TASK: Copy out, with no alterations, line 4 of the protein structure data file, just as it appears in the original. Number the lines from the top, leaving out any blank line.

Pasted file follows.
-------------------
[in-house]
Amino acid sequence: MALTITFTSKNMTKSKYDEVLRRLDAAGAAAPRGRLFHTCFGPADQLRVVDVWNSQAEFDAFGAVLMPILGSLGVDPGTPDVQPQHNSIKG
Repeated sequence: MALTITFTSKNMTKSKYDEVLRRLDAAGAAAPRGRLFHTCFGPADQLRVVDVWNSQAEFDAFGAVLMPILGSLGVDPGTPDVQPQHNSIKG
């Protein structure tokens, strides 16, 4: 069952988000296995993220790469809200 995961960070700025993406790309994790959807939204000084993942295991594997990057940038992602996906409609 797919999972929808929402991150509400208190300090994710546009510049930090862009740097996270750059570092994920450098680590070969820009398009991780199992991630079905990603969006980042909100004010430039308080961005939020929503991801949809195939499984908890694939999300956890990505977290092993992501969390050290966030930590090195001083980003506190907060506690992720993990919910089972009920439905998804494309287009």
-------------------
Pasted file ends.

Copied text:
């Protein structure tokens, strides 16, 4: 069952988000296995993220790469809200 995961960070700025993406790309994790959807939204000084993942295991594997990057940038992602996906409609 797919999972929808929402991150509400208190300090994710546009510049930090862009740097996270750059570092994920450098680590070969820009398009991780199992991630079905990603969006980042909100004010430039308080961005939020929503991801949809195939499984908890694939999300956890990505977290092993992501969390050290966030930590090195001083980003506190907060506690992720993990919910089972009920439905998804494309287009």